This history has been obscured by rhetoric that Chief Justice Marshall used in Marbury v. Madison, 5 U.S. (1 Cranch) 137 (1803), to explain judicial review. In that case he famously declared that a statute found unconstitutional by a court becomes "entirely void," "invalid," and "not law." Id. at 177–78. Subsequent cases have compounded the confusion. See, e.g., The Civil Rights Cases, 109 U.S. 3, 26 (1883) (holding "void" sections 1 and 2 of the Civil Rights Act of 1875). Nevertheless, it is indisputable that courts do not have the power to erase duly enacted statutes. Instead, they may decline to enforce them or enjoin their future enforcement to resolve cases and controversies.

The second citation to the Civil Rights Cases is especially apt. That infamous decision held that Congress could not use its Section 5 powers to prohibit privately enforced of segregation in hotels and theaters. But what about publicly enforced segregation, like the Jim Crow law at issue in Plessy. This law was certainly preempted by the Civil Rights Act of 1875. But the Plessy Court bought into the fiction of judicial supremacy.  It held that the Civil Rights Act of 1875 was "unconstitutional and void." Therefore, the state law was not preempted. Even those unsympathetic to Oldham and Ho's general world view should recognize the role that the "striking down" fiction played in Plessy.

Third, Oldham and Ho suggested that the Fifth Circuit should not perpetuate this confusion:

Our Court should not add to the confusion about the judiciary's limited powers by claiming to "sever" a statute based on open-ended speculation about how Congress would have solved the separation-of-powers problem. And we certainly should not rewrite the statute while pretending such legislative activity is the most modest judicial remedy. We would instead remand to the district court with instructions to fashion a remedy that actually redresses Plaintiffs' harms.

There was some discussion on Twitter that Oldham and Ho proposed declaring the entire statute unconstitutional. To the contrary. Oldham and Ho preferred a remand to determine which portions of the law actually injure the Plaintiffs. Only those provisions can be enjoined.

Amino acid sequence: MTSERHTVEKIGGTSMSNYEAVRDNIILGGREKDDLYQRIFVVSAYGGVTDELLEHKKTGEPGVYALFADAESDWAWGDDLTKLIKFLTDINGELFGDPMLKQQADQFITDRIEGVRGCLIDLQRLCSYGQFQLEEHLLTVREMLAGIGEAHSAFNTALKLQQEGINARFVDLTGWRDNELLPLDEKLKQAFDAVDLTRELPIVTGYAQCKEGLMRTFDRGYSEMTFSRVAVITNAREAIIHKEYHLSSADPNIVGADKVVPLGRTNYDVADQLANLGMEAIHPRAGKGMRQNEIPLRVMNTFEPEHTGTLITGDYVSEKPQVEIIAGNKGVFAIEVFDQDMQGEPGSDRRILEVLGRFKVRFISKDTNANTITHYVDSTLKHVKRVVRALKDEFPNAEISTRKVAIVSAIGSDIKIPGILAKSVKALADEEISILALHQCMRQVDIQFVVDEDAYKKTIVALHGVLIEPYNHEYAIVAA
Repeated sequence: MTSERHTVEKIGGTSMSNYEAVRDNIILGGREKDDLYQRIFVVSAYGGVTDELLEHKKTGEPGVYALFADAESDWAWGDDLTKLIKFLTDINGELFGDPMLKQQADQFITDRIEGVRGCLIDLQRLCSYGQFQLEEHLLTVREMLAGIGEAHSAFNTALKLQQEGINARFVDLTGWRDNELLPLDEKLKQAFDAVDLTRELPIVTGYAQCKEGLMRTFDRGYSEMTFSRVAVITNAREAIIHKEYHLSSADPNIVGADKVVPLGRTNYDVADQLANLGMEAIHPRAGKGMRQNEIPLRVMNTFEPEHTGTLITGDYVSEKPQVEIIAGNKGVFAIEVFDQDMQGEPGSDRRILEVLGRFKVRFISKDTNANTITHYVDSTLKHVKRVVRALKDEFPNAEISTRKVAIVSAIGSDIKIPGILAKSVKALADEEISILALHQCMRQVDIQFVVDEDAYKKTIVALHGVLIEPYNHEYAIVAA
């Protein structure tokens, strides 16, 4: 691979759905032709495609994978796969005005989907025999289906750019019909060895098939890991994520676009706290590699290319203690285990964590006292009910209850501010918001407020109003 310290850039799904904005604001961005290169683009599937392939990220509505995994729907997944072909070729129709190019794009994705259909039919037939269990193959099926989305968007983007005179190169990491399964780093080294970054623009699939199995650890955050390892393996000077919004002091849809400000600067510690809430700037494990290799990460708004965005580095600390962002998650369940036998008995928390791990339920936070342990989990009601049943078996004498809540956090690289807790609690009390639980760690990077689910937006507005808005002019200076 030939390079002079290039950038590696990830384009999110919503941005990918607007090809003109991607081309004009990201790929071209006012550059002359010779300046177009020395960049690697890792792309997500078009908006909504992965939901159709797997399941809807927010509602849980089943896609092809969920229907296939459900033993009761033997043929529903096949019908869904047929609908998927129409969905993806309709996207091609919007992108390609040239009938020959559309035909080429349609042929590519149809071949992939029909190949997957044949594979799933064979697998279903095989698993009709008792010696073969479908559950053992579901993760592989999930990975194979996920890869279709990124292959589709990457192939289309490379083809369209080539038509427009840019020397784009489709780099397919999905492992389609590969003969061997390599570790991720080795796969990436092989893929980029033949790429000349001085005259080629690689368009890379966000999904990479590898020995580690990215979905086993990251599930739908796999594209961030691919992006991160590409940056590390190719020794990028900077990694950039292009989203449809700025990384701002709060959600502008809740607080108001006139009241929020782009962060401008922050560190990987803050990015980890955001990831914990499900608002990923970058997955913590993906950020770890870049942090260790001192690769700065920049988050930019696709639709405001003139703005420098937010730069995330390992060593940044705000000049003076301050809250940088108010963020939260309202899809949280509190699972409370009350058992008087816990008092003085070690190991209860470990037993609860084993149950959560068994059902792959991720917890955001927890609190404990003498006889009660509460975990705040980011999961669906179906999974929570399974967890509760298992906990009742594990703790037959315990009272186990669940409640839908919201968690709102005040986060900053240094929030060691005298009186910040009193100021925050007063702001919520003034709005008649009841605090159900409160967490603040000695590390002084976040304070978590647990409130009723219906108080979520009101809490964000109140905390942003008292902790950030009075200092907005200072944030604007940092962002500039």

The Department of Justice took this same position in the Affordable Care Act case. (Many people, present company company included, erroneously contended that the government favored setting aside the entire law.) The final sentence of the government's brief explained the position: "Accordingly, the court's judgment should be affirmed on the merits, except insofar as it purports to extend relief to ACA provisions that are unnecessary to remedy plaintiffs' injuries."

And the government reiterated this position during oral arguments. Attorney August Flientje explained:

Flientje: We think it is an Article III issue, so yes we did raise it in our brief for the first time, we do think, given that, it would be appropriate to remand to consider the scope of the judgment on that point. We think that's more of a technical point, because the severability analysis requires looking at the statute altogether. Obviously, there is precedential impact of this court's decision or a higher court's decision that could make a lot of sorting out those details unnecessary down the road.